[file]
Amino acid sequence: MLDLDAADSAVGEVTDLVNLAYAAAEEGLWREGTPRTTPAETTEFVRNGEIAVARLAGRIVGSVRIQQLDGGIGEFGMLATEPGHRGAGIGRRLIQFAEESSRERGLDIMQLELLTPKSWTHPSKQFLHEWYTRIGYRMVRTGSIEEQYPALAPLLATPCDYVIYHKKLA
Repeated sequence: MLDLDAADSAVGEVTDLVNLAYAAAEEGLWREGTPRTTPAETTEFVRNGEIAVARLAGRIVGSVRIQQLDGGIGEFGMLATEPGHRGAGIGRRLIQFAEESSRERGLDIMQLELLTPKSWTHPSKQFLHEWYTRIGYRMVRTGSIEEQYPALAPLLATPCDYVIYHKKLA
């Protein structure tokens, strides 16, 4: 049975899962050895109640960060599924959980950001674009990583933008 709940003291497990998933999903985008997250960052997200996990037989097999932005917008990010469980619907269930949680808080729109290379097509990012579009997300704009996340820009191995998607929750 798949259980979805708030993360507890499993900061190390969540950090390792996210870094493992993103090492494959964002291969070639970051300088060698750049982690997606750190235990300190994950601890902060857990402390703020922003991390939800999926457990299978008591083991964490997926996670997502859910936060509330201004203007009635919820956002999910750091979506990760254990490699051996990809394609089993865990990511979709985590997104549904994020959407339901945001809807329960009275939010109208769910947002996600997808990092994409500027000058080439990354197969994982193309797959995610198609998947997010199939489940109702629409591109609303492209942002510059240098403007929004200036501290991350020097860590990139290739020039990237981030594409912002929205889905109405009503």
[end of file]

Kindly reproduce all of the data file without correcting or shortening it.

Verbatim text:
Amino acid sequence: MLDLDAADSAVGEVTDLVNLAYAAAEEGLWREGTPRTTPAETTEFVRNGEIAVARLAGRIVGSVRIQQLDGGIGEFGMLATEPGHRGAGIGRRLIQFAEESSRERGLDIMQLELLTPKSWTHPSKQFLHEWYTRIGYRMVRTGSIEEQYPALAPLLATPCDYVIYHKKLA
Repeated sequence: MLDLDAADSAVGEVTDLVNLAYAAAEEGLWREGTPRTTPAETTEFVRNGEIAVARLAGRIVGSVRIQQLDGGIGEFGMLATEPGHRGAGIGRRLIQFAEESSRERGLDIMQLELLTPKSWTHPSKQFLHEWYTRIGYRMVRTGSIEEQYPALAPLLATPCDYVIYHKKLA
């Protein structure tokens, strides 16, 4: 049975899962050895109640960060599924959980950001674009990583933008 709940003291497990998933999903985008997250960052997200996990037989097999932005917008990010469980619907269930949680808080729109290379097509990012579009997300704009996340820009191995998607929750 798949259980979805708030993360507890499993900061190390969540950090390792996210870094493992993103090492494959964002291969070639970051300088060698750049982690997606750190235990300190994950601890902060857990402390703020922003991390939800999926457990299978008591083991964490997926996670997502859910936060509330201004203007009635919820956002999910750091979506990760254990490699051996990809394609089993865990990511979709985590997104549904994020959407339901945001809807329960009275939010109208769910947002996600997808990092994409500027000058080439990354197969994982193309797959995610198609998947997010199939489940109702629409591109609303492209942002510059240098403007929004200036501290991350020097860590990139290739020039990237981030594409912002929205889905109405009503």